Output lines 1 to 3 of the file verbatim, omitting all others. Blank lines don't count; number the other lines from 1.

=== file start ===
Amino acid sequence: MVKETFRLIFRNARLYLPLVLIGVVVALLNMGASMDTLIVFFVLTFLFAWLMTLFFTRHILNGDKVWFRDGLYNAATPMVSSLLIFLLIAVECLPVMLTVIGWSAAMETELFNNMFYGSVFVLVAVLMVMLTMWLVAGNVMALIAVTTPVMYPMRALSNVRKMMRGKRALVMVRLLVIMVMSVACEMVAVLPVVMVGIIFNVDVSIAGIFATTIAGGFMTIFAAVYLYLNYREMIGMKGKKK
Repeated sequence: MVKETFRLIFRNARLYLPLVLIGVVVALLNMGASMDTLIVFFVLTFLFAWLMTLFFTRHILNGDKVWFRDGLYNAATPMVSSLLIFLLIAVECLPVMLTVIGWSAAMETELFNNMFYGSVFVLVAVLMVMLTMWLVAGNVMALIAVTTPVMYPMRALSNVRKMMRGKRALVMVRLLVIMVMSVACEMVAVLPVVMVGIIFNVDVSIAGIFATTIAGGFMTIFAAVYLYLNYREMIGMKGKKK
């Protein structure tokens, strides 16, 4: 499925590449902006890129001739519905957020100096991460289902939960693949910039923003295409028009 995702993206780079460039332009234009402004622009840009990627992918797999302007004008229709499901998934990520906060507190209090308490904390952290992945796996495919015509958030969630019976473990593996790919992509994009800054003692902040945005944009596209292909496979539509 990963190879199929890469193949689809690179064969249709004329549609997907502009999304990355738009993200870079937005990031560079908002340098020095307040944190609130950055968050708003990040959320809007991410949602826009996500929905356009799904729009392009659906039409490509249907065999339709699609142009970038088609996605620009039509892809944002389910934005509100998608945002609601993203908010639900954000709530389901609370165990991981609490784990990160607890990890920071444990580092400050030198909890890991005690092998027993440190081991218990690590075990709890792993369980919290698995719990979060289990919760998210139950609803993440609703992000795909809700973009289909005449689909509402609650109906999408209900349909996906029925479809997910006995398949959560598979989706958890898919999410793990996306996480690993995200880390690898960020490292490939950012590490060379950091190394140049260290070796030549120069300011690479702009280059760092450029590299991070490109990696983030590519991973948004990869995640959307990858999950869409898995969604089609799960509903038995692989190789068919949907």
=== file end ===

Amino acid sequence: MVKETFRLIFRNARLYLPLVLIGVVVALLNMGASMDTLIVFFVLTFLFAWLMTLFFTRHILNGDKVWFRDGLYNAATPMVSSLLIFLLIAVECLPVMLTVIGWSAAMETELFNNMFYGSVFVLVAVLMVMLTMWLVAGNVMALIAVTTPVMYPMRALSNVRKMMRGKRALVMVRLLVIMVMSVACEMVAVLPVVMVGIIFNVDVSIAGIFATTIAGGFMTIFAAVYLYLNYREMIGMKGKKK
Repeated sequence: MVKETFRLIFRNARLYLPLVLIGVVVALLNMGASMDTLIVFFVLTFLFAWLMTLFFTRHILNGDKVWFRDGLYNAATPMVSSLLIFLLIAVECLPVMLTVIGWSAAMETELFNNMFYGSVFVLVAVLMVMLTMWLVAGNVMALIAVTTPVMYPMRALSNVRKMMRGKRALVMVRLLVIMVMSVACEMVAVLPVVMVGIIFNVDVSIAGIFATTIAGGFMTIFAAVYLYLNYREMIGMKGKKK
């Protein structure tokens, strides 16, 4: 499925590449902006890129001739519905957020100096991460289902939960693949910039923003295409028009 995702993206780079460039332009234009402004622009840009990627992918797999302007004008229709499901998934990520906060507190209090308490904390952290992945796996495919015509958030969630019976473990593996790919992509994009800054003692902040945005944009596209292909496979539509 990963190879199929890469193949689809690179064969249709004329549609997907502009999304990355738009993200870079937005990031560079908002340098020095307040944190609130950055968050708003990040959320809007991410949602826009996500929905356009799904729009392009659906039409490509249907065999339709699609142009970038088609996605620009039509892809944002389910934005509100998608945002609601993203908010639900954000709530389901609370165990991981609490784990990160607890990890920071444990580092400050030198909890890991005690092998027993440190081991218990690590075990709890792993369980919290698995719990979060289990919760998210139950609803993440609703992000795909809700973009289909005449689909509402609650109906999408209900349909996906029925479809997910006995398949959560598979989706958890898919999410793990996306996480690993995200880390690898960020490292490939950012590490060379950091190394140049260290070796030549120069300011690479702009280059760092450029590299991070490109990696983030590519991973948004990869995640959307990858999950869409898995969604089609799960509903038995692989190789068919949907």